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Nitzov Atlantic Council Eurasia energy oil and gas

Resource Rich, Policy Poor

Reviewed by Lauren Williamson, UK Defence Forum Research Associate

Written by Dr. Boyko Nitzov, the Atlantic Council's issue brief on Eurasian energy illustrates well the nuanced complexities in the international trading of crude oil and natural gas. If the West hopes to achieve energy security, leaders must cultivate free, fair and competitive resource markets and transport routes in some of the most politically difficult regions of the world. And many obstacles from protectionist policies to conflict zones in the Middle East lie in the way.

Eurasian Energy: Hot and Cold Atlantic Council January 2011

The issue brief "Eurasian Energy: Hot and Cold," caters specifically to the US's interest in achieving energy security, outlining the geopolitical dynamics of the current oil and gas trading and transport environment while noting the regions, particularly Central Eurasia, that would be key in obtaining this goal. The strategies provided rely heavily on collaboration with Western allies in Europe and throughout the Middle East, who have a similar geopolitical agenda and a vested interest in achieving stability in the energy markets. These markets have seen an increase in volatility in recent years as prices skyrocketed before the global recession, plummeted, then quickly bounced back and are approaching the same high level once more.

High prices are good for the producer and supplier, but politically challenging for governments whose manufacturing sector and citizens are often harmed by the price swings. Dr. Boyko Nitzov, an international energy expert and author of the brief, argues for simple solutions: bring more transport routes and distribution pipes on line, increase the number of independent oil and gas market players and make them commit to a homogenous set of rules that govern market ethics and behaviour. This would inject some much needed transparency, predictability and rationality into market transactions.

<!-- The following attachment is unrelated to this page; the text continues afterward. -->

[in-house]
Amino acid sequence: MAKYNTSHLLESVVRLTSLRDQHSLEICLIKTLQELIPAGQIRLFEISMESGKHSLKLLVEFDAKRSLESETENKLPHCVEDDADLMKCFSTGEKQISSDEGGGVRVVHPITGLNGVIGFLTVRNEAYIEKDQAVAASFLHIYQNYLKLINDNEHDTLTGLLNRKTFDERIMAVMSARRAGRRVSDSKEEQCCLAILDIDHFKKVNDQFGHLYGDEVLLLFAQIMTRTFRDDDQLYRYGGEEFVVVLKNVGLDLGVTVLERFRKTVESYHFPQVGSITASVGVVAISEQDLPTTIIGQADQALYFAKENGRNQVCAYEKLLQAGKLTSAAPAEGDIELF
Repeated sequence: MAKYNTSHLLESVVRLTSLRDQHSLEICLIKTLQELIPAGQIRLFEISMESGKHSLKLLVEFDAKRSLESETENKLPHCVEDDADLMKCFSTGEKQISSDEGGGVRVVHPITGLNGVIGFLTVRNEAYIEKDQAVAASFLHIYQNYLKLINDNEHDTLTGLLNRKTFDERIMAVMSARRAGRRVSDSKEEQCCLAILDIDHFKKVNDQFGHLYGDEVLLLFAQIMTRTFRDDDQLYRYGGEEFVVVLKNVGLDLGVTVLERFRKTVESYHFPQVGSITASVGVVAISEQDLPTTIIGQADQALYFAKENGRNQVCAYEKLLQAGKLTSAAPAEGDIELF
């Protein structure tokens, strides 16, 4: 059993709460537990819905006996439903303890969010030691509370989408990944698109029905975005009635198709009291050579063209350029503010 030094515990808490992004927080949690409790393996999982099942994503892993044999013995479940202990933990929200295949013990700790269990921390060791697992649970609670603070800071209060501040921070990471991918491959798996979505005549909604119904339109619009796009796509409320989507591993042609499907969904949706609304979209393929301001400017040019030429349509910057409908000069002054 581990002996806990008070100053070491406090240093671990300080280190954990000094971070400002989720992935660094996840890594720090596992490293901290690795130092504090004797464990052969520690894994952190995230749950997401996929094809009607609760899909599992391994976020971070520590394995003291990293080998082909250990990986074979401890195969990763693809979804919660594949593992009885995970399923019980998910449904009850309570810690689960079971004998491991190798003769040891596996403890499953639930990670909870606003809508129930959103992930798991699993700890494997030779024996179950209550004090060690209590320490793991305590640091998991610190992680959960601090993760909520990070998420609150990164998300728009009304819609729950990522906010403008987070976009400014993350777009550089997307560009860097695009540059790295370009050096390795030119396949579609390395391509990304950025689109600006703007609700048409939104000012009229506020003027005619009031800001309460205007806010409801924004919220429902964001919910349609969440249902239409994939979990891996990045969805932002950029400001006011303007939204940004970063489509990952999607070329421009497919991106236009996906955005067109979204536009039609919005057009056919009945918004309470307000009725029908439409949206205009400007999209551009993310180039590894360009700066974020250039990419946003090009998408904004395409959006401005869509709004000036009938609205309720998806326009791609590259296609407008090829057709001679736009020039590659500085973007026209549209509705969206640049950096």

But when one considers the Eurasian region, and all the varied and diverse countries and cultures it includes, Nitzov's solutions seem more difficult to achieve. In fact, the international cooperation required for Nitzov's solutions to succeed is unprecedented. And, if the strategies are to be led by the US, it is also unlikely such success will be realized until the US is able to regain its international hegemonic position by proving itself in the Afghanistan and Iraq interventions, a prospect that could take years more if it happens at all.

Nitzov rightly explains that "the most pressing risks are above the ground, not below it." To that end, however, the brief pays little attention to the countries without significant energy deposits, even though part of their economic development and future needs will necessarily rely on increased energy consumption. Additionally these countries stand to profit by the creation of new pipelines that might run through their lands and could help pressure neighboring states to adopt market friendly policies.

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